When it comes to America's food supply, leftist ideals clash with reality

The illogical leftist mind contradicts its own ideas without a care for their destructive nature.  On the one hand, the greenies want everyone to eat a plant-based diet because meat and milk from animals are evil.  On the other hand, they want to eliminate commercial fertilizers and return completely to "organic" agriculture.  See any problems with these two disparate goals?

Fertilizer shortages are making news these days, and not just here in the USA.  Of course, the shortage is being blamed on our catch-all, ubiquitous "supply chain" issues and Putin, especially since many of these products are made of components from overseas.

The U.S. is the second or third top importer for each of the three major components of fertilizer. Top producers of the major components of fertilizer include China, Russia, Canada and Morocco, with Belarus also providing a significant share of potash.

Samantha Power says she's happy about it, as she told George Stephanopoulos, because the shortage will help us move toward "natural" agriculture.

In Sri Lanka, in April, the national government decreed that the country would return to 100% organic agriculture.  It banned fertilizer imports, but then reality set in.  Sri Lanka has now partially rescinded its decree because dire results were predicted — a 43% diminution in crop yields.  Sri Lanka's economy is agrarian, reliant on producing staple food crops like rice and maize to feed its population.  It had to pivot because human needs bumped up hard against fervent idealism.

The move to organic farming holds great merit, but it must be carefully accomplished.  It's not a quick fix, and, certainly, it's not cheap.  I have seen what careful soil-building gardening can do and happily witnessed how one family took a rocky, clay-strata hillside and carefully nurtured it to become a magical, productive kitchen garden.  It took years of patience and care, including a generous annual application of carefully aged manure.

Yes, manure.  You know, the stuff cows, sheep, goats, and chickens produce naturally.  The same cows, goats, and sheep we milk and eat.

I'm not a farmer; in fact, I'm not even a good gardener.  But I do understand that there are multiple issues in commercial farming that can be improved upon.  Some of the problems can be attributed to an over-reliance on fertilizers, a partial cause of crops' diminishing nutritive value.  But you must concurrently look at other aspects of the growing cycle.  Using a piece of land year after year for the same crop (like soybeans or wheat) can strip nutrients from the soil.  Modern agriculture, like many things, has adopted practices that yield a great crop right now but may, over time, cause a diminution of the minerals needed for soil fertility.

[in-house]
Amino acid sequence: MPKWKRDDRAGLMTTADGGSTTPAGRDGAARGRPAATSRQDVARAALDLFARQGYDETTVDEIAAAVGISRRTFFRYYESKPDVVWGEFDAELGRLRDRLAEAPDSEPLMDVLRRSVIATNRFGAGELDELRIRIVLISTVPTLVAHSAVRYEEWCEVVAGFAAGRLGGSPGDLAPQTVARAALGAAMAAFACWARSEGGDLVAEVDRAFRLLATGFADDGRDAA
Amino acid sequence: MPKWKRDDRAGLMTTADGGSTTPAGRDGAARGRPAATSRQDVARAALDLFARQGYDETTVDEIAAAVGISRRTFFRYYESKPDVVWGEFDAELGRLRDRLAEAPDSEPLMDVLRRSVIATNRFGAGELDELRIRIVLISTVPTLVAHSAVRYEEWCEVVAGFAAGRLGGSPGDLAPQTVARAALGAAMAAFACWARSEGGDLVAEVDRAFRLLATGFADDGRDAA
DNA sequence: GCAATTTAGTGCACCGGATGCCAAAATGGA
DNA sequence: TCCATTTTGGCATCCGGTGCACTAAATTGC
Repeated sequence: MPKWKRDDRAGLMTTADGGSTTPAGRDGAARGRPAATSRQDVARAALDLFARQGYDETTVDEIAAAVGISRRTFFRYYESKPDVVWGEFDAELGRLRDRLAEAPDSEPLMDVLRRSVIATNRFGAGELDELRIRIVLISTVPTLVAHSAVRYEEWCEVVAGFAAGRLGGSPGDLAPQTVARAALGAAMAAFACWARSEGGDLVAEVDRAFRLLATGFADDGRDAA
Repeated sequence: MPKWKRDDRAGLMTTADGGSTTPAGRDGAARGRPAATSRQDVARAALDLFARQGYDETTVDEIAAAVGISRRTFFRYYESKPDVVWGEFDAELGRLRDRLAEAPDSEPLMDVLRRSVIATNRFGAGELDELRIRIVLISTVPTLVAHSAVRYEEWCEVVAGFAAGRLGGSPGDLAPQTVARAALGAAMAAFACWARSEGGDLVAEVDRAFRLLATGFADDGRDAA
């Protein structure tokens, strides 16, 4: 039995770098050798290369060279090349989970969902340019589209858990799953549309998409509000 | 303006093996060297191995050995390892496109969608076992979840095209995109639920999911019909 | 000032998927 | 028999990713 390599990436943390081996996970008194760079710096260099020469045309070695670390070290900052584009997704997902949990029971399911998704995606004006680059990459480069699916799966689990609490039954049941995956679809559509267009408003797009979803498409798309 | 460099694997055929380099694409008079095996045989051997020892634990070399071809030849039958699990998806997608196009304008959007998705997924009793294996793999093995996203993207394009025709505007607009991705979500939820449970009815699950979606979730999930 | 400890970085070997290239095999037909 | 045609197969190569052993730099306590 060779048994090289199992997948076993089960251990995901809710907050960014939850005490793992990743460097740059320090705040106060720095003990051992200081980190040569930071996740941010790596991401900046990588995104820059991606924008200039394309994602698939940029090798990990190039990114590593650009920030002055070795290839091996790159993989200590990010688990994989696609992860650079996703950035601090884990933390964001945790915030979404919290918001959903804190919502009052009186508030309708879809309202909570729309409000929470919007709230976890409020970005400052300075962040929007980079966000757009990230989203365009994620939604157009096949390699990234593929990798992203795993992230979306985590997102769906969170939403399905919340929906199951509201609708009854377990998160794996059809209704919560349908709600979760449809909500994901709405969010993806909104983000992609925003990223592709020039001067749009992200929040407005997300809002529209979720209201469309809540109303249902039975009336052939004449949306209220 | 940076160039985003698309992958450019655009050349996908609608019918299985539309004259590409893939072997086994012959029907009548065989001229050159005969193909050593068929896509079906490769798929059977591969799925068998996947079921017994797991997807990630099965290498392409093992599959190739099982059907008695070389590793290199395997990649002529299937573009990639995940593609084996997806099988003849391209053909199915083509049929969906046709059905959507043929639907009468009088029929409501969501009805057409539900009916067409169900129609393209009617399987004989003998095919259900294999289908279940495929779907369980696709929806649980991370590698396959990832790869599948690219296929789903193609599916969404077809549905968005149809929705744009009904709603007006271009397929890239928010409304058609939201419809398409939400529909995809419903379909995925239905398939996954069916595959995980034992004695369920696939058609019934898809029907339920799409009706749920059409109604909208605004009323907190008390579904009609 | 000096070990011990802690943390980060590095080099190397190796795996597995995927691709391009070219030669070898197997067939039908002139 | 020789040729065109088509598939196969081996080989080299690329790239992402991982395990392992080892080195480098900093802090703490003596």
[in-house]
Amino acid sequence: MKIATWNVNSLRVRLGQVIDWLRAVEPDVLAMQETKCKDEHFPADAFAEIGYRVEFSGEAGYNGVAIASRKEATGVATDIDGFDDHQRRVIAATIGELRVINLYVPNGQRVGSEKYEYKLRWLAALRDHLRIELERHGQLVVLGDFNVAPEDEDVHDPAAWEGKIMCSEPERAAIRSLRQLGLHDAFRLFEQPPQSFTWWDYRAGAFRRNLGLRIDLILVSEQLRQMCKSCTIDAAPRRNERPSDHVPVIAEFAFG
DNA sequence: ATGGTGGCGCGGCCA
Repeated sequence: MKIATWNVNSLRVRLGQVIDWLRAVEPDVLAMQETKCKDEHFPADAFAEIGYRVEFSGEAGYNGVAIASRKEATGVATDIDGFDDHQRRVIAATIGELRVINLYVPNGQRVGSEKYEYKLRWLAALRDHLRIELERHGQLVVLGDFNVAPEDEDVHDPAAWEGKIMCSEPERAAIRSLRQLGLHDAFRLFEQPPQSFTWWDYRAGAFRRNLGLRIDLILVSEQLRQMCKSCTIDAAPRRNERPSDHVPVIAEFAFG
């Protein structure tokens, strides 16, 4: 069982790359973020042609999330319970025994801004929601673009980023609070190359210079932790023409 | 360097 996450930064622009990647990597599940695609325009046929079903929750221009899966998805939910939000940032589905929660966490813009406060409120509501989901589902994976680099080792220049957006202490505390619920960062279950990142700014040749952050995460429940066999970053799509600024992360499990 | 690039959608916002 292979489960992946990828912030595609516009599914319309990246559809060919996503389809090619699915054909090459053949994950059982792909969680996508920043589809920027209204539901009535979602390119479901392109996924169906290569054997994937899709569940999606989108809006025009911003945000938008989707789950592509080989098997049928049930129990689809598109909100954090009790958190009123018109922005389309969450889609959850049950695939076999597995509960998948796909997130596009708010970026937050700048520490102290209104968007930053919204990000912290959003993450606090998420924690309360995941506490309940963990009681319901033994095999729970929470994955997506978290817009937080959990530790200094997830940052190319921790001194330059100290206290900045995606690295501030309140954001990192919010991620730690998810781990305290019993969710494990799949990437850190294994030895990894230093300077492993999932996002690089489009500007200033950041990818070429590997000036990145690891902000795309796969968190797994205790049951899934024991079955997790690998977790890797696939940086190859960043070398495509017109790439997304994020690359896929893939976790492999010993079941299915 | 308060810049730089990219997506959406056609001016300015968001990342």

Image: Vegetable garden by freepik.

I buy many of my vegetables and fruits at the farmer's market.  I can afford to and want to support small family farmers who husband the soil and produce great-tasting produce.  The economic reality, however, is that when you have a whole lot of people to feed, you can't just wave a magic wand and say "organic" and keep everyone fed.  Lower crop yields would create shortages; higher prices; and, yeah, possibly enough of a crop failure to starve the poorer among us.

The other side of the equation, adopting a vegan diet, is heavily trending, using fake meat made from a variety of manipulated vegetable proteins and ersatz dairy made from nuts; oats; and the ultra-GMO crop of them all, soy.  The push is to make things that look and taste like the "real thing" in a laboratory.  If our local vegan barbecue joint's lines indicate anything, it's that you can fool people, at least for a while, especially when they think they're doing the superior thing.  Until they start having health issues caused by overconsumption of soy and lack of the amino acids provided by natural foods.  Then, maybe, they'll connect their health issues to poor nutrition.

Here's a handy list of ersatz brands and meat products.  People who have, until now, valued dining on fresh foods are buying this stuff, and whole "meat" cases in the store are devoted to these products.  While some manufacturer websites show pictures of beets, potatoes, and peas, most of the stuff relies heavily on soy, and there is a great deal of denaturing, processing, and "texturizing," to get fake meat to look and act at all like the real thing.  Here's the whole process in a short video.

As an aside, we have one more problem with our food that isn't getting a lot of national press.  That is, there has been an alarmingly frequent incidence of food processing plants of all sorts burning down.  All over the country.  Nobody seems to be able to figure out why or how.  Maybe it's extra-terrestrials or something.  I'd like to think it's just circumstance, but the alarming number of such facilities that have been destroyed makes me think there has to be intentionality.  I wonder what it is.

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